Cyprus announces capital controls for banks′ reopening | News | DW | 27.03.2013
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Cyprus announces capital controls for banks' reopening

Cyprus has confirmed that it will reopen its banks on Thursday after nearly two weeks of closure. The banks will operate under tight capital controls.

NICOSIA, CYPRUS - MARCH 27: A group of people queue at an ATM outside the National Bank of Cyprus, which has been closed for two weeks on March 27, 2013 in Nicosia, Cyprus. After days of negotiation, Eurozone finance ministers have agreed terms for a 10 billion euro bailout deal, which aims to prevent the collapse of Cypriot banks and ensure that Cyprus remain in the Eurozone. Yiannis Kyrpi, the chief executive of Bank of Cyprus, has been removed from his post following the agreement, whilst banks remain closed to the public and are expected to enforce withdrawal restrictions when they re-open. (Photo by Milos Bicanski/Getty Images)

Zypern Nikosia

A spokeswoman for the Cypriot Central Bank said on Wednesday that banks would be open from noon to 6 p.m. local time on Thursday.

Cypriot Finance Minister Michalis Sarris also revealed the capital controls that are being imposed in a broadcast on state media.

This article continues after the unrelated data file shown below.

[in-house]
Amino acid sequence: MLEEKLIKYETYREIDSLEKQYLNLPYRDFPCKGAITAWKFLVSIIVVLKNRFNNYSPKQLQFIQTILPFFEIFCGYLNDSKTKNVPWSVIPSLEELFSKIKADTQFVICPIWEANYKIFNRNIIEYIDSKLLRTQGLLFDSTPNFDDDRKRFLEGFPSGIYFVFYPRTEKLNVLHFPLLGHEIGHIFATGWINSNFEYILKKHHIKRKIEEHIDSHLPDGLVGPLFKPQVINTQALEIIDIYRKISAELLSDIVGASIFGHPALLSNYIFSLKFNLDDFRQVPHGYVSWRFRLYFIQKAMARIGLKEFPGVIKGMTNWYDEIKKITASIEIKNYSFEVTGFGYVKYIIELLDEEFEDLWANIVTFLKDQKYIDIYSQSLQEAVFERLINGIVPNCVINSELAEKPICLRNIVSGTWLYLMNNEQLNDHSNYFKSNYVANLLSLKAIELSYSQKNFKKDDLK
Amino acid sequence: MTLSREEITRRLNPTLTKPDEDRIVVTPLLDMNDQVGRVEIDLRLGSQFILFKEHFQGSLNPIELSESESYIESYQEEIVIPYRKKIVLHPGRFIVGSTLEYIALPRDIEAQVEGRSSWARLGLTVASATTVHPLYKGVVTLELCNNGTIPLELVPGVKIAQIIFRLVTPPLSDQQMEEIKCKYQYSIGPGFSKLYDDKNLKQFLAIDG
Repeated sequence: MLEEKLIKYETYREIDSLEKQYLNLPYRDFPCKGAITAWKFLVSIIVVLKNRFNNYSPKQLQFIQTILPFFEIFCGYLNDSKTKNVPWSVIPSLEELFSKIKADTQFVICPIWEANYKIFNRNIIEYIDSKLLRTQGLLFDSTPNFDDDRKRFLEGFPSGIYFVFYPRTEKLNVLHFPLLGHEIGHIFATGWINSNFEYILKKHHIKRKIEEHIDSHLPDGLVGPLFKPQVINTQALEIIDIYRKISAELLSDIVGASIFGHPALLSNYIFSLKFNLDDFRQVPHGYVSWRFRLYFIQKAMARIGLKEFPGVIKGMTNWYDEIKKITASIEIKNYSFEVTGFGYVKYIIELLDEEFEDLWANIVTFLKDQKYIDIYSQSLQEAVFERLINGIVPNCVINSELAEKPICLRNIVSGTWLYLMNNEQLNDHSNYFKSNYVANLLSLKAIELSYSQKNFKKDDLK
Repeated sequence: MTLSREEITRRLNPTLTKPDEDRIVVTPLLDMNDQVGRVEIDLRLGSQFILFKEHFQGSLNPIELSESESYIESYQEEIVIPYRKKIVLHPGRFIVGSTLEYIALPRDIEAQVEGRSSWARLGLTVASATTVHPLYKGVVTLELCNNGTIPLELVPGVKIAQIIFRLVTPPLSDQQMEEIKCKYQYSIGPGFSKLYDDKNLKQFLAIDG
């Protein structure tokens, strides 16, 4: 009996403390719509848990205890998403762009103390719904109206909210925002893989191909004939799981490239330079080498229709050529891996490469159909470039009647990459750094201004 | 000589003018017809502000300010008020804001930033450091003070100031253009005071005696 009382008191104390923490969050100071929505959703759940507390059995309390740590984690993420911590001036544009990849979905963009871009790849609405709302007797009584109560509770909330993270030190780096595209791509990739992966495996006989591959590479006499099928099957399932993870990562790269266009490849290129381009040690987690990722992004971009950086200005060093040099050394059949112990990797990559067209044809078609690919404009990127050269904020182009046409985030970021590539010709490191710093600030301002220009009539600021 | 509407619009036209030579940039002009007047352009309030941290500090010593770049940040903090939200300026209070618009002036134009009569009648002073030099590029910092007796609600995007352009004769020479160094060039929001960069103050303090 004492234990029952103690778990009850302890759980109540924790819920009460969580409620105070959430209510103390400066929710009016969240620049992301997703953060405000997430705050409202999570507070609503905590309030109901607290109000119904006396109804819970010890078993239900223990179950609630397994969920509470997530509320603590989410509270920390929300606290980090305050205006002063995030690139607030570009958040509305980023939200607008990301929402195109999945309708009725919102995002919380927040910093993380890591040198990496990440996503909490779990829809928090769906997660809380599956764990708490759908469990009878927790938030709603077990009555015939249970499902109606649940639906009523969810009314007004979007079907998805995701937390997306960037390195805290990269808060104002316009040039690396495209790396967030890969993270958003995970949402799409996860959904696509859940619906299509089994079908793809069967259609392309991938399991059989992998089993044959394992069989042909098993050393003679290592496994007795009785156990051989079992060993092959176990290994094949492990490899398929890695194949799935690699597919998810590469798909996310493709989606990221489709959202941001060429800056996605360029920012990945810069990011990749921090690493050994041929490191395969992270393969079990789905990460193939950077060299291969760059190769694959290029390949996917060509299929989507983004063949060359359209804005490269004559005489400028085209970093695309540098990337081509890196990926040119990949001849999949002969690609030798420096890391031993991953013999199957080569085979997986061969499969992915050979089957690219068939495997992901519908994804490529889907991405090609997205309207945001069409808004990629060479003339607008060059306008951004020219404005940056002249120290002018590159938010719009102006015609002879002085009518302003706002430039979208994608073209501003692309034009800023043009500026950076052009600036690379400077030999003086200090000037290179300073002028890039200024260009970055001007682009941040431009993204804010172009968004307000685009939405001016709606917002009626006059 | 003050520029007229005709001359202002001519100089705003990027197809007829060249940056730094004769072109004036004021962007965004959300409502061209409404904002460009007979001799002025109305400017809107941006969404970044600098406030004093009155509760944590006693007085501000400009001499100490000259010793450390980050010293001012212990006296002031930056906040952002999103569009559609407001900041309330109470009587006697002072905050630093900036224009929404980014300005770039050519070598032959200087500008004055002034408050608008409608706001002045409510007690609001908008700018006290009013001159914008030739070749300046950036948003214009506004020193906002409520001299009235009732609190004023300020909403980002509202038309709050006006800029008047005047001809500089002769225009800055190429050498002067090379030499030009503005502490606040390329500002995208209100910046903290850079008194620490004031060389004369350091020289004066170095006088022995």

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Banks in Cyprus come back to life

He said cash withdrawals will be limited to 300 euros ($383) per day.

Cashing checks would not be permitted, but checks would be accepted. Credit card use abroad is to be limited to 5,000 euros per month.

Another restriction will be that Cypriots will not be allowed to carry more than 3,000 euros beyond the country's borders. International transfers have also been halted, with a few narrow exceptions such as parents of students studying abroad who need to transfer tuition fees and accomodation.

Sarris said the "lack of substantial liquidity and significant risk of deposits outflow, with possible outcome the collapse of the credit institutions" made the restrictions necessary.

Impact on the eurozone

Meanwhile, the euro hit a four-month low of $1.2793 as investors and economists worry the plan could become a blueprint for any future bailout. This concern comes despite attempts by some officials to dismiss the idea.

The eurozone and International Monetary Fund on Monday agreed to a deal to give Cyprus some 10 billion euros. The deal stipulates that further funding should be raised via a levy on bank accounts of over 100,000 euros at the country's two largest lenders, among other initiatives.

The current bailout now requires that the island's second largest bank, Laiki, be closed. On Monday, the nation's central bank appointed Andri Antoniades as special administrator for that task.

The largest lender, Bank of Cyprus, will be recapitalized under the stewardship of administrator Dinos Christofides, who was appointed on Tuesday.

mz/mkg (AP, AFP, Reuters)

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